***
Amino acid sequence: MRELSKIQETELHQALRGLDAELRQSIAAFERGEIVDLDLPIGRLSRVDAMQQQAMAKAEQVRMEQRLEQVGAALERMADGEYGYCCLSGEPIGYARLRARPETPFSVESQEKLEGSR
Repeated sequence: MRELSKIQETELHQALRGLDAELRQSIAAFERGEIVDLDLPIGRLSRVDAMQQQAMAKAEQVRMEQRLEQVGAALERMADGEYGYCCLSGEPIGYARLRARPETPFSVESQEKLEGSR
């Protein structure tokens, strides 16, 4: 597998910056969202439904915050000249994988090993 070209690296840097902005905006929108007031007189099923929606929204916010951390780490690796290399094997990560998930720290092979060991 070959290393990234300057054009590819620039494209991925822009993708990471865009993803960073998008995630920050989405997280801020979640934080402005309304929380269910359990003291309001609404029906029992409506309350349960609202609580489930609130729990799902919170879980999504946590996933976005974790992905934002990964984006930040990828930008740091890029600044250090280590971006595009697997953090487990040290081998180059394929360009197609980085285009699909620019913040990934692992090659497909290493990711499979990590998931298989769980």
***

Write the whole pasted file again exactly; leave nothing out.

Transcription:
Amino acid sequence: MRELSKIQETELHQALRGLDAELRQSIAAFERGEIVDLDLPIGRLSRVDAMQQQAMAKAEQVRMEQRLEQVGAALERMADGEYGYCCLSGEPIGYARLRARPETPFSVESQEKLEGSR
Repeated sequence: MRELSKIQETELHQALRGLDAELRQSIAAFERGEIVDLDLPIGRLSRVDAMQQQAMAKAEQVRMEQRLEQVGAALERMADGEYGYCCLSGEPIGYARLRARPETPFSVESQEKLEGSR
């Protein structure tokens, strides 16, 4: 597998910056969202439904915050000249994988090993 070209690296840097902005905006929108007031007189099923929606929204916010951390780490690796290399094997990560998930720290092979060991 070959290393990234300057054009590819620039494209991925822009993708990471865009993803960073998008995630920050989405997280801020979640934080402005309304929380269910359990003291309001609404029906029992409506309350349960609202609580489930609130729990799902919170879980999504946590996933976005974790992905934002990964984006930040990828930008740091890029600044250090280590971006595009697997953090487990040290081998180059394929360009197609980085285009699909620019913040990934692992090659497909290493990711499979990590998931298989769980």